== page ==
In a concentration camp where our freedom has been taken away from us our powers are reduced to the thoughts that we create in our heads. In such circumstances if we want to stay alive, doing being ordinary has to be doing nothing that draws attention to the prison guards. If we are imprisoned according to the laws of this country the best way we can help ourselves is to follow the rules and make no attempt to rebel. That is what doing being ordinary means if you want to be released as soon as possible. In other words we work at fitting into a law-abiding society.
Exceptional men and women have to do being ordinary in their own special way. This means getting to know themselves very well by constant self-examination, especially learning from their mistakes. They gradually assemble a set of rules they choose to live by that help them to maintain looking after themselves as a first priority.
Such people understand many kinds of doing ordinary because they constantly study human habits. The better they know themselves the more use they are to other people. They rarely need to ask anyone else for advice because they have had enough experience to trust their own judgements, but at the same time they are always open to new ideas. This enables them to grow and develop and manage their own particular prejudices and negative sides.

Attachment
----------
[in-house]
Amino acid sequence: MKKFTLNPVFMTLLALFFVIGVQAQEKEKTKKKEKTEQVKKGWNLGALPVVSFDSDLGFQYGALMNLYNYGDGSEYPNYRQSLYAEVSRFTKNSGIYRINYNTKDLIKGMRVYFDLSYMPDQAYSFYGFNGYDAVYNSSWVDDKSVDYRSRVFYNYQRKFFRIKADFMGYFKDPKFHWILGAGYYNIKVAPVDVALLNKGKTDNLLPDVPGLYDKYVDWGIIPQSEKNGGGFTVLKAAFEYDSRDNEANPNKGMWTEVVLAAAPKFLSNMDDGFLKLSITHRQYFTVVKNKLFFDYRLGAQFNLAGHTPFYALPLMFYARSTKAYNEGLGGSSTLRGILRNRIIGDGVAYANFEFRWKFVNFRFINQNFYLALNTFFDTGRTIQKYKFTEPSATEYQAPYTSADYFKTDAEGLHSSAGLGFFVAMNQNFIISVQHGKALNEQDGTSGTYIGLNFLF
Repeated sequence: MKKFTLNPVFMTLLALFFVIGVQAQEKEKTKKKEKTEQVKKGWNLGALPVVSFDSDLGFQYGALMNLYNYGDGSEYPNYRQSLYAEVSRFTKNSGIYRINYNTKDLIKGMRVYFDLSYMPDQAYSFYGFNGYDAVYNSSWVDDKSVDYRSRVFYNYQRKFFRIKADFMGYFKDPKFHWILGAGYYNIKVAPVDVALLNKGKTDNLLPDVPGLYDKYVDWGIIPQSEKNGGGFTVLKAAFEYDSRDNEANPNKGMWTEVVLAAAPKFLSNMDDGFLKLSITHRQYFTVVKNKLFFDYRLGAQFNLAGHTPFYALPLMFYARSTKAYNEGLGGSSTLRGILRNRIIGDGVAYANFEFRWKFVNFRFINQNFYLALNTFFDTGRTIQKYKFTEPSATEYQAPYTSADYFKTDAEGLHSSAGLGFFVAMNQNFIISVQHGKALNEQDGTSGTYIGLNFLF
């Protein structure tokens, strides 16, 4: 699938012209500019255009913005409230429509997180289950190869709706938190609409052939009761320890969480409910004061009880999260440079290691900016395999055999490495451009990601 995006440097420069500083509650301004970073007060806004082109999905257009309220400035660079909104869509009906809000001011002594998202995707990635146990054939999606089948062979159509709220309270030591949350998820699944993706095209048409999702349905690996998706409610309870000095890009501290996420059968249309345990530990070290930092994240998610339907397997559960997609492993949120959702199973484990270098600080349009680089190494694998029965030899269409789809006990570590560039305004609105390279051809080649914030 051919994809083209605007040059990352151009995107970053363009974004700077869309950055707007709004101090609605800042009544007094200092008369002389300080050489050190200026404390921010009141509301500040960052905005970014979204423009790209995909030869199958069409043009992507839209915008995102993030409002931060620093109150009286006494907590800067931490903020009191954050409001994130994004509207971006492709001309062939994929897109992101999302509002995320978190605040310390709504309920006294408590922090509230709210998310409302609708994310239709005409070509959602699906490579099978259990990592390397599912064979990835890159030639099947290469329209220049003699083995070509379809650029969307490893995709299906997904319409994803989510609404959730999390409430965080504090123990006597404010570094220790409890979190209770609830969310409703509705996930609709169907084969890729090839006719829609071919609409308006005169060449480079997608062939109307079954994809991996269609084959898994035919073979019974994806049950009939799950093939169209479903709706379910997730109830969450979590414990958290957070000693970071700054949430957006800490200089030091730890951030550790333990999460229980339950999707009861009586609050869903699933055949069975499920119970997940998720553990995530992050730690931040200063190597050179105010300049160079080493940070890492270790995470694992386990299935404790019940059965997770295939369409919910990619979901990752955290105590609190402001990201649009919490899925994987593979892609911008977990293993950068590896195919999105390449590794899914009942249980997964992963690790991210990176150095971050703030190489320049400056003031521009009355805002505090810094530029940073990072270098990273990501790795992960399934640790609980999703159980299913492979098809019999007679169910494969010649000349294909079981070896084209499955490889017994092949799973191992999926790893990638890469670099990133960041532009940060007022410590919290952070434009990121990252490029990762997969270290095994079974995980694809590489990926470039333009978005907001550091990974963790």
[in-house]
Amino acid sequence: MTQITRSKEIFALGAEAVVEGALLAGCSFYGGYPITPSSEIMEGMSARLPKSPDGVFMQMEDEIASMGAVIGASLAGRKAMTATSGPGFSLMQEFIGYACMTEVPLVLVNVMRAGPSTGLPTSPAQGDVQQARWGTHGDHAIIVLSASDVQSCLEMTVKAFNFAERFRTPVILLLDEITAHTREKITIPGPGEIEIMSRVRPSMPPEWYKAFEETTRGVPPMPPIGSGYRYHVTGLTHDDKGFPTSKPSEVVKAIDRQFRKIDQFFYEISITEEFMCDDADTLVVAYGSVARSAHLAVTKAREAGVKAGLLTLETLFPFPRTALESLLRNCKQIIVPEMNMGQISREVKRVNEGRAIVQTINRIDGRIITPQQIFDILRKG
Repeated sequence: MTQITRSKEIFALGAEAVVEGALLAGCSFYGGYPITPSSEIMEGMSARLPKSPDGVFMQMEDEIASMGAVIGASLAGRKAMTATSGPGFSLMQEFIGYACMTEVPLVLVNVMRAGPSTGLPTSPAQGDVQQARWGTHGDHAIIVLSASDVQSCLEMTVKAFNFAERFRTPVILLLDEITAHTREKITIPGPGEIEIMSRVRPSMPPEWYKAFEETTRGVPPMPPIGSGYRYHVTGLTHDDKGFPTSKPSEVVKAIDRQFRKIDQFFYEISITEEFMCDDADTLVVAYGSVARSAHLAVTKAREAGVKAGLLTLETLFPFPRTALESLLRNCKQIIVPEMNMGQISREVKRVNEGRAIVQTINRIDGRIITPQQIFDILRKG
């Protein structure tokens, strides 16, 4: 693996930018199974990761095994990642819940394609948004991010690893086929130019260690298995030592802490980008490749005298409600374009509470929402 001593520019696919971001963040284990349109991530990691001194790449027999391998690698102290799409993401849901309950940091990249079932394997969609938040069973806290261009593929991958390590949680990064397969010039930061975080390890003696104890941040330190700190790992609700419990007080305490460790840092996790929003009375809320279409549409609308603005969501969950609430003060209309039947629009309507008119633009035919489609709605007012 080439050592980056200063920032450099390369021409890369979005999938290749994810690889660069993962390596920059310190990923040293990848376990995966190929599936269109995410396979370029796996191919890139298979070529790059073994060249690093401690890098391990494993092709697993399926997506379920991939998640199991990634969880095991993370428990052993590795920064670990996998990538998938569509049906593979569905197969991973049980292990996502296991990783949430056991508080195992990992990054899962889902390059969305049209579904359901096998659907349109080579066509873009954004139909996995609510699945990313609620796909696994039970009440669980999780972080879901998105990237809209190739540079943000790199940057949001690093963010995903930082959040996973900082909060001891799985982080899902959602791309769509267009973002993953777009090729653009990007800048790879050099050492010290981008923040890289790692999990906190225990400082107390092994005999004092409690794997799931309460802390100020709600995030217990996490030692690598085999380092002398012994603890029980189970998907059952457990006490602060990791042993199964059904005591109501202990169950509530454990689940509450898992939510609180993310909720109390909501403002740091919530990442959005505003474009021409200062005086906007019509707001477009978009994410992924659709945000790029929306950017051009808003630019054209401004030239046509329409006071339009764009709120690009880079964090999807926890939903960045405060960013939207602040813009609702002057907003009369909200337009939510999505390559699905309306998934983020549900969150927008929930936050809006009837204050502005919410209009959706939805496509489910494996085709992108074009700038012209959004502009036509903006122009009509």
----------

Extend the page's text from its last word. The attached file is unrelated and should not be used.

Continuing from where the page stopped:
They are never anything but themselves whoever they talk with. Titles, ceremonial garments and special kinds of oratory do not impress them. They never become “do gooders” although they are as pleased as anyone else if something they have done has been useful to someone else and at the same time they put their own wellbeing first. They never become martyrs nor are they victims if they can help it. They worship no-one and nothing but they recognise everything that is beautiful and revel in it. They prefer to work alone and they rarely join groups. Einstein was such a one and so was Victor Frankel. The good that they do is not deliberate but the result of having a great virtue: that they set a good example without realising they have done it. That, I believe is the highest kind of doing being ordinary. This kind of ordinariness is the extreme of extraordinary. Another kind of anentiodromia.
When we want to help people we must first consider what our motives are. Many of us are drawn into the so-called ‘caring professions’ because they think they want to help people, or because they have been bludgeoned into accepting beliefs that have more to do with keeping other people under their control than improving their lives.
If we are not on good terms with ourselves, we can be sure we will not be good for other people. All the talking and cajoling in the world cannot be beaten by behaving well ourselves.